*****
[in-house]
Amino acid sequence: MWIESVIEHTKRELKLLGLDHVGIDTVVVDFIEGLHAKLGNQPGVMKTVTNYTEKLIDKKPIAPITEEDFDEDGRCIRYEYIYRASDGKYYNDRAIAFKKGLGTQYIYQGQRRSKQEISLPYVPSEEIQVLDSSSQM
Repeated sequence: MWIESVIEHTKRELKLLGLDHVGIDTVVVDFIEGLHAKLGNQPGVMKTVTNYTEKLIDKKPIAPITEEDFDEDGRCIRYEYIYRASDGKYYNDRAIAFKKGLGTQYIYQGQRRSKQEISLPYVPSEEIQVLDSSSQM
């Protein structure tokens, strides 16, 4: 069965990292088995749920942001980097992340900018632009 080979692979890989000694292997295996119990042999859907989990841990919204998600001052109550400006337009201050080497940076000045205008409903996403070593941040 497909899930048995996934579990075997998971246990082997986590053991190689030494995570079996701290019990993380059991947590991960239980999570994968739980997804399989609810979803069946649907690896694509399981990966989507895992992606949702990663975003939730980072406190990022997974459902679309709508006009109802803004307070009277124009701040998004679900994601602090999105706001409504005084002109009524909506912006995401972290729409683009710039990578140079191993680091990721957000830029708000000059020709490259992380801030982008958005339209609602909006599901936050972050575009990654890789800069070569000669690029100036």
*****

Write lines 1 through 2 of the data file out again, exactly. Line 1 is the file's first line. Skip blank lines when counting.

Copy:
[in-house]
Amino acid sequence: MWIESVIEHTKRELKLLGLDHVGIDTVVVDFIEGLHAKLGNQPGVMKTVTNYTEKLIDKKPIAPITEEDFDEDGRCIRYEYIYRASDGKYYNDRAIAFKKGLGTQYIYQGQRRSKQEISLPYVPSEEIQVLDSSSQM